Sunday, July 12, 2009

Dog-sitting and driving an unusual car

What do dog-sitting and driving unusual cars have in common? Well, unless you're me, probably not very much, so stick with me here.

First up: dog-sitting. Last week I was in charge of my sister's dog while she and her family were out of town on vacation. Klondike is a 90 pound (at least) German shepherd. My apartment isn't exactly tiny, but it's also not the three bedroom house with big backyard that my sister has. He's a good dog, though, so even though he overwhelmed my space a bit and was shedding white doggie hair like it was his job, I quickly got used to having him with me. Yesterday I woke up and was a little bit sad when I didn't have to step over him to get into the bathroom.

Next up: driving an unusual car. I drive a Smart car
and they're pretty uncommon in these parts. When I first got it, it took me awhile to get used to the fact that most people had never seen it before and would stare at it (or point, or laugh, or ask questions, etc.). I don't notice these looks anymore unless I'm driving in a new neighborhood.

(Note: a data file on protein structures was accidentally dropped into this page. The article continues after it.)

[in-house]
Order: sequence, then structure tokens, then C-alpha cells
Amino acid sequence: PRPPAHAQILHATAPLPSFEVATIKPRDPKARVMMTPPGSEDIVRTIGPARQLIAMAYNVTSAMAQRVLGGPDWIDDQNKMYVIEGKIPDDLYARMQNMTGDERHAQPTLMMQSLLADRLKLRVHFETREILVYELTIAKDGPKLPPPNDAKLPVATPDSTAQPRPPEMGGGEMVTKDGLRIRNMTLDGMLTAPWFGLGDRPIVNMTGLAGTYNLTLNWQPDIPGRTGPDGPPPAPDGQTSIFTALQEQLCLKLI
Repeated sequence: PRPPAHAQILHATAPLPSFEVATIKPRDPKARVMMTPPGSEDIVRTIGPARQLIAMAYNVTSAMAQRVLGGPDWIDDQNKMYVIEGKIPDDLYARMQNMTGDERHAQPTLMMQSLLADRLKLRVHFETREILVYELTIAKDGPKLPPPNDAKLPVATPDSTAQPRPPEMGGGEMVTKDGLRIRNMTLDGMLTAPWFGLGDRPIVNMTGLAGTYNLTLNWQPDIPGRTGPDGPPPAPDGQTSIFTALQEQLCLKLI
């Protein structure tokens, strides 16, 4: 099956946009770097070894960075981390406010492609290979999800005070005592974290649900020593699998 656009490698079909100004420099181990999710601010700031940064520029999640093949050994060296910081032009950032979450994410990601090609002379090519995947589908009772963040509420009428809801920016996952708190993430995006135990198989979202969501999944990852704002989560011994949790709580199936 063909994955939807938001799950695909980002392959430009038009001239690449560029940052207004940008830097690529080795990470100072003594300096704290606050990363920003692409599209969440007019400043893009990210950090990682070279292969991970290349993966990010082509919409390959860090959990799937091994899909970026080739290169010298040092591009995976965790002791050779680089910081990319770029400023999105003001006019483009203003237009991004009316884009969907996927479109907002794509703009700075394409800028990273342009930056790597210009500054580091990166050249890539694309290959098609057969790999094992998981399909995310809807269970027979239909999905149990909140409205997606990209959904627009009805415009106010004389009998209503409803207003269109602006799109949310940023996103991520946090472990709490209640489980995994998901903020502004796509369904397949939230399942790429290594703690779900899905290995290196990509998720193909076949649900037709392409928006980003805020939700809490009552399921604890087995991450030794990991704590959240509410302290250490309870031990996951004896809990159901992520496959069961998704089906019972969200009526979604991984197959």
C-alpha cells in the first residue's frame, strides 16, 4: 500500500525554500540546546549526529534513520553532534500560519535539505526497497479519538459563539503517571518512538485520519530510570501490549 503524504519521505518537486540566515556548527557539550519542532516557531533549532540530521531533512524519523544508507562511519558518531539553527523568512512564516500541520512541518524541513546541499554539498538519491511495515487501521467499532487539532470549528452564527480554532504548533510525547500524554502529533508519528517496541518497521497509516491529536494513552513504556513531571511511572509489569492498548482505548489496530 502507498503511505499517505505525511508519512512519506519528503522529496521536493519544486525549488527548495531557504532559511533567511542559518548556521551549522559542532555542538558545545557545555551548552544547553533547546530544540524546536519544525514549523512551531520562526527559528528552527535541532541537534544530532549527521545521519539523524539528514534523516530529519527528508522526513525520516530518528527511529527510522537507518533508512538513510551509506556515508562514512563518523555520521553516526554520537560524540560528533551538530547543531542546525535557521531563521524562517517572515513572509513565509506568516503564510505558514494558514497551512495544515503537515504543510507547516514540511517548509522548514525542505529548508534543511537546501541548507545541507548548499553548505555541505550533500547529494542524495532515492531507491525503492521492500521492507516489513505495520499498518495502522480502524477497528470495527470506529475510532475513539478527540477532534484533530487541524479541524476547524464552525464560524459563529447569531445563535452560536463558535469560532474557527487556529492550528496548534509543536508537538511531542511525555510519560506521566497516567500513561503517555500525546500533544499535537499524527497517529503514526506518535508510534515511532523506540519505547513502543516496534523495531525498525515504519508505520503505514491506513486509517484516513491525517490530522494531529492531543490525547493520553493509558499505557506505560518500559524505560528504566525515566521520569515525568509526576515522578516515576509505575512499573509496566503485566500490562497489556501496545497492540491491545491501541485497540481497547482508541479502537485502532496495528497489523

Putting it all together: At some point it occurred to me that both of these things bode well for my upcoming trip. To me, the dog-sitting scenario meant that I am flexible and easily adapt to whatever situation I find myself in. If I've learned anything so far during all the research I've done, it's that travelers have to maintain flexibility and adapt to the region if they're going to "make it." And getting used to stares, I think, has prepared me for the stares I'm bound to get as a solo white woman traveling through SE Asia - I'm sure to stick out like a sore thumb.

What do you think? Am I reading WAY too much into this? Do I have travel on the brain so much that I could see lessons in just about anything?


  1. You're not reading too much into it. You are a flexible person and it will definately come in handy on the road. Who knows what you'll encounter?


  2. Amy's house has four bedrooms. And you forgot to mention getting dragged by the 90-pound dog, which should have served as a lesson in packing antiobiotic ointment and bandages. (-:

    I second V's comment. You ARE very flexible, adaptable, and you brave. Who else would agree to watch a 90+ pound dog in a 3rd floor walk-up in the middle of the city?

  3. One more thing... you should've linked to this picture.